The White House was engulfed by a maelstrom of anger yesterday after its decision to release memos from the Bush era providing legal cover for “enhanced” interrogation techniques in secret CIA prisons. At the same time, it made promises to protect those who implemented them from prosecution.
The act of releasing the memos with almost no blacking out of sensitive sections was attacked by two senior former Bush aides. Michael Hayden and Michael Mukasey, who served respectively as CIA director and US attorney general, said their publication “was unnecessary as a legal matter, and is unsound as a matter of policy”.
Perhaps more controversial was the decision to couple their publication with assurances from Barack Obama and his Attorney General, Eric Holder, that no one who carried out interrogations using the now disavowed techniques, including forcing detainees to stand naked for hours and slamming them against walls, would face prosecution.
Some deemed the decision as fitting a pattern that Mr Obama has set, which involves honouring his campaign promises – in this case to lift the veil of secrecy on the way the “War on Terror” was waged by his predecessor – while rarely going as far as some of his supporters wanted or expected.
If Mr Obama had hoped to draw a line under the shame of how the CIA treated terror suspects at secret overseas prisons, he has failed. Even if he and Mr Holder can guarantee immunity for CIA interrogators, an inquiry is still likely to be opened by members of Congress. Nor is it clear they could be protected from prosecution under international laws.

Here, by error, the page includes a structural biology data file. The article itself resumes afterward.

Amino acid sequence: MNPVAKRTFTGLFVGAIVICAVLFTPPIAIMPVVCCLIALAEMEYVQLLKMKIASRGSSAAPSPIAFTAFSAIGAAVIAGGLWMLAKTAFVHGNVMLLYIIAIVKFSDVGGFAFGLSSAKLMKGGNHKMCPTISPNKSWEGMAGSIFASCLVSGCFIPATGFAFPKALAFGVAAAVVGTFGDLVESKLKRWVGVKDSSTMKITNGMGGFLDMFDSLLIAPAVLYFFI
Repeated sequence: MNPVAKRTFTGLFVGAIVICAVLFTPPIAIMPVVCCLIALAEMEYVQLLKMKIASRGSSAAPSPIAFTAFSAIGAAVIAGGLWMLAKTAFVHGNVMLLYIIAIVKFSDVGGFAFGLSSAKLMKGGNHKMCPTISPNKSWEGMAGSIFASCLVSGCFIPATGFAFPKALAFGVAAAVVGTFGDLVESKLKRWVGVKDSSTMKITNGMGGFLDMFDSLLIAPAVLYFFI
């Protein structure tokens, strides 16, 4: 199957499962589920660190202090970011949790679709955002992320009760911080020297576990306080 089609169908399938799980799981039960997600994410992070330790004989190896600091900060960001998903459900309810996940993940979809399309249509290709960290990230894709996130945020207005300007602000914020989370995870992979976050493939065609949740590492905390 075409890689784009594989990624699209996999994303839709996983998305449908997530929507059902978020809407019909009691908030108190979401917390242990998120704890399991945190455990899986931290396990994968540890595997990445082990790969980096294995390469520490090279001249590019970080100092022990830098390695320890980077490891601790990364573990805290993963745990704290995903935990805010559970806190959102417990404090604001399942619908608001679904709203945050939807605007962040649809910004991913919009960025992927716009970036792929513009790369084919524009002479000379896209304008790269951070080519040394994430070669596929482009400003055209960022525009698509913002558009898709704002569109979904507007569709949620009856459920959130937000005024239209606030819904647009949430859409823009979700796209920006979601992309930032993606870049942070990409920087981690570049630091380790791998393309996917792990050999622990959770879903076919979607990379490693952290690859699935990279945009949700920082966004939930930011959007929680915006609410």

Among those expressing their dismay at the legal immunity was a former Guantanamo detainee now living in Egypt. “All of us in Guantanamo never had hope or faith in the American government,” said Jomaa al-Dosari, a Saudi released last year. “We only ask God for our rights, and to demand justice for the wrongs we experience in this life.”
Human rights groups also deplored giving immunity to those who practised interrogation, which critics say amounted to illegal torture. “The release of CIA memos on interrogation methods by the US Department of Justice appears to have offered a get-out-of-jail-free card to people involved in torture,” Amnesty International said.
“It is one of the deepest disappointments of this administration that it appears unwilling to uphold the law where crimes have been committed by former officials,” said the Washington-based Centre for Constitutional Rights. The Centre argued that it was not just the interrogators who should face scrutiny, but those directing them.
“Whether or not CIA operatives who conducted water boarding are guaranteed immunity, it is the high-level officials who conceived, justified and ordered the torture programme who bear the most responsibility for breaking domestic and international law, and it is they who must be prosecuted,” it said.
The memos, written by senior Justice Department experts in 2002 and 2005, were designed to give the CIA reassurance that the so-called “enhanced” techniques would pass legal muster.
The decision to release them did not come easily to Mr Obama, who waited weeks as debate raged both within the White House and between the various agencies involved. While the Justice Department broadly backed their publication, the CIA did not, for fear their contents would aid terror organisations.
All the information in the memos, set out by the Office of Legal Counsel in the Justice Department, was categorised as top secret and should have remained so, argued Mr Mukasey and Mr Hayden in a joint article published in The Wall Street Journal.